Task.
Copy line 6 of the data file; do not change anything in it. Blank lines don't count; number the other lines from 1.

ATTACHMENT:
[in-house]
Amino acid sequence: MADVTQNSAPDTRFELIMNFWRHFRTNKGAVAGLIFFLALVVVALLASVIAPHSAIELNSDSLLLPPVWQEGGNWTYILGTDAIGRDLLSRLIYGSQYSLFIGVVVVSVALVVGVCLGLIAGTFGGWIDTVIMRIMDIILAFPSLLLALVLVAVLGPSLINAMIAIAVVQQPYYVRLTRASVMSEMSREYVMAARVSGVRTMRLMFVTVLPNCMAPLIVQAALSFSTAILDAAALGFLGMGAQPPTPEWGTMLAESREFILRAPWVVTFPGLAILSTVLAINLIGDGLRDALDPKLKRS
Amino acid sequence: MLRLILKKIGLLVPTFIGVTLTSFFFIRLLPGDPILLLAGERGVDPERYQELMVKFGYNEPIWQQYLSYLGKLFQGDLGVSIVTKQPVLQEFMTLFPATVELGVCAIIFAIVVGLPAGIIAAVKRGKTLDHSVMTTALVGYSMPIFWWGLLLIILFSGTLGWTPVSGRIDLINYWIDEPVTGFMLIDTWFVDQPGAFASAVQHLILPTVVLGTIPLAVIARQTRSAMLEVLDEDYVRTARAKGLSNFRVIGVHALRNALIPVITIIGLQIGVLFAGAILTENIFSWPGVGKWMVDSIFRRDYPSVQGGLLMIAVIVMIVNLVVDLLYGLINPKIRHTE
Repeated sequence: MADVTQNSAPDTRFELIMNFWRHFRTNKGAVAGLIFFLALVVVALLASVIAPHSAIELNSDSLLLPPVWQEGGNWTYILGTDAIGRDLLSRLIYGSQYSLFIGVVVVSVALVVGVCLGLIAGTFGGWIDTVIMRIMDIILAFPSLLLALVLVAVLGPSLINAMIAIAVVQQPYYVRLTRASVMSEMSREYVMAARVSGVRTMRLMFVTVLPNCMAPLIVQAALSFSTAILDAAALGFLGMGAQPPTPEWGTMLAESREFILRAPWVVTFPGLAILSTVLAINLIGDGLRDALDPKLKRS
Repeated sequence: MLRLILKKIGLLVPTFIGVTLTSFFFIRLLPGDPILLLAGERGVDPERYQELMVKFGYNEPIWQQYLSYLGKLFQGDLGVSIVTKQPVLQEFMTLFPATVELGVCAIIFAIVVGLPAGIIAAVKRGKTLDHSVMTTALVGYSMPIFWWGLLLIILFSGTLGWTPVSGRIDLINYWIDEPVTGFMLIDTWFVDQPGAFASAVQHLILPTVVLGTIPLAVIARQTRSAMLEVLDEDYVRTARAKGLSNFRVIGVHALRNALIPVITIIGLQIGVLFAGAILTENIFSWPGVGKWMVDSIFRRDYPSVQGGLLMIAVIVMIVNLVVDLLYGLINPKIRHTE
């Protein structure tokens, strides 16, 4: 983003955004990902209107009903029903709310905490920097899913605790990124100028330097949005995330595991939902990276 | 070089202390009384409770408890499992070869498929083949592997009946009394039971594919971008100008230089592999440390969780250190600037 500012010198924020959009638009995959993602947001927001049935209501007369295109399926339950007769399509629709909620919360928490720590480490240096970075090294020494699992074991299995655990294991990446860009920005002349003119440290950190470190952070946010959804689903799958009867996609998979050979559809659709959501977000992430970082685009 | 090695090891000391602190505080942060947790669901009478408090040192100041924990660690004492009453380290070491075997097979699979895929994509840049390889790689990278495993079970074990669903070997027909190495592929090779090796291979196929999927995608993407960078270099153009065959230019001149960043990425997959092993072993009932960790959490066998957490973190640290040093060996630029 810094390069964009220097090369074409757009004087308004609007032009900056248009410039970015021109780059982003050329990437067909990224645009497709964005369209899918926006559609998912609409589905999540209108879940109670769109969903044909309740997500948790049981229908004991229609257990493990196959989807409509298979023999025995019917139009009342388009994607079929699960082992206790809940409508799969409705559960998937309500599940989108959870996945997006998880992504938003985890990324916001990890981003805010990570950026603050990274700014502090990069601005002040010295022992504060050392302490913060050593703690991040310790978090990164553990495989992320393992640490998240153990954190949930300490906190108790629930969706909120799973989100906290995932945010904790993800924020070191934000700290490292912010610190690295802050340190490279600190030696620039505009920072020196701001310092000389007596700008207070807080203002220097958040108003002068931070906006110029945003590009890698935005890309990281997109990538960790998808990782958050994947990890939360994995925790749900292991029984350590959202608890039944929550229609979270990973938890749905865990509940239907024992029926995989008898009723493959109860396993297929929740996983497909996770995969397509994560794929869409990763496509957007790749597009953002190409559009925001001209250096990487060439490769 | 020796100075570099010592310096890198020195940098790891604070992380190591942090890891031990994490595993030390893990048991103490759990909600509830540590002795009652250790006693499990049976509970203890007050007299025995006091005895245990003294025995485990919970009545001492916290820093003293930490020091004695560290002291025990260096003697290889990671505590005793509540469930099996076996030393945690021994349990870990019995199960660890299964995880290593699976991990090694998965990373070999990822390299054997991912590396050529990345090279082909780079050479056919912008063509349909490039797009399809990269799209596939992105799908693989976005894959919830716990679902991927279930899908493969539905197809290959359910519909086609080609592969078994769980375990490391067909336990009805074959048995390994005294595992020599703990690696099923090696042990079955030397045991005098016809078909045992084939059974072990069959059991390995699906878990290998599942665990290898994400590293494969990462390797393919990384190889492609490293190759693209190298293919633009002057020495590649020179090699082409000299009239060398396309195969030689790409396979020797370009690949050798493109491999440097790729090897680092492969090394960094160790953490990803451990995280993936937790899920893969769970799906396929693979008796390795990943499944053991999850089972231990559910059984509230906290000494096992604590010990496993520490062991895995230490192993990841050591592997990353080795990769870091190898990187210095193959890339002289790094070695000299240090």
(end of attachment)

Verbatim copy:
């Protein structure tokens, strides 16, 4: 983003955004990902209107009903029903709310905490920097899913605790990124100028330097949005995330595991939902990276 | 070089202390009384409770408890499992070869498929083949592997009946009394039971594919971008100008230089592999440390969780250190600037 500012010198924020959009638009995959993602947001927001049935209501007369295109399926339950007769399509629709909620919360928490720590480490240096970075090294020494699992074991299995655990294991990446860009920005002349003119440290950190470190952070946010959804689903799958009867996609998979050979559809659709959501977000992430970082685009 | 090695090891000391602190505080942060947790669901009478408090040192100041924990660690004492009453380290070491075997097979699979895929994509840049390889790689990278495993079970074990669903070997027909190495592929090779090796291979196929999927995608993407960078270099153009065959230019001149960043990425997959092993072993009932960790959490066998957490973190640290040093060996630029 810094390069964009220097090369074409757009004087308004609007032009900056248009410039970015021109780059982003050329990437067909990224645009497709964005369209899918926006559609998912609409589905999540209108879940109670769109969903044909309740997500948790049981229908004991229609257990493990196959989807409509298979023999025995019917139009009342388009994607079929699960082992206790809940409508799969409705559960998937309500599940989108959870996945997006998880992504938003985890990324916001990890981003805010990570950026603050990274700014502090990069601005002040010295022992504060050392302490913060050593703690991040310790978090990164553990495989992320393992640490998240153990954190949930300490906190108790629930969706909120799973989100906290995932945010904790993800924020070191934000700290490292912010610190690295802050340190490279600190030696620039505009920072020196701001310092000389007596700008207070807080203002220097958040108003002068931070906006110029945003590009890698935005890309990281997109990538960790998808990782958050994947990890939360994995925790749900292991029984350590959202608890039944929550229609979270990973938890749905865990509940239907024992029926995989008898009723493959109860396993297929929740996983497909996770995969397509994560794929869409990763496509957007790749597009953002190409559009925001001209250096990487060439490769 | 020796100075570099010592310096890198020195940098790891604070992380190591942090890891031990994490595993030390893990048991103490759990909600509830540590002795009652250790006693499990049976509970203890007050007299025995006091005895245990003294025995485990919970009545001492916290820093003293930490020091004695560290002291025990260096003697290889990671505590005793509540469930099996076996030393945690021994349990870990019995199960660890299964995880290593699976991990090694998965990373070999990822390299054997991912590396050529990345090279082909780079050479056919912008063509349909490039797009399809990269799209596939992105799908693989976005894959919830716990679902991927279930899908493969539905197809290959359910519909086609080609592969078994769980375990490391067909336990009805074959048995390994005294595992020599703990690696099923090696042990079955030397045991005098016809078909045992084939059974072990069959059991390995699906878990290998599942665990290898994400590293494969990462390797393919990384190889492609490293190759693209190298293919633009002057020495590649020179090699082409000299009239060398396309195969030689790409396979020797370009690949050798493109491999440097790729090897680092492969090394960094160790953490990803451990995280993936937790899920893969769970799906396929693979008796390795990943499944053991999850089972231990559910059984509230906290000494096992604590010990496993520490062991895995230490192993990841050591592997990353080795990769870091190898990187210095193959890339002289790094070695000299240090």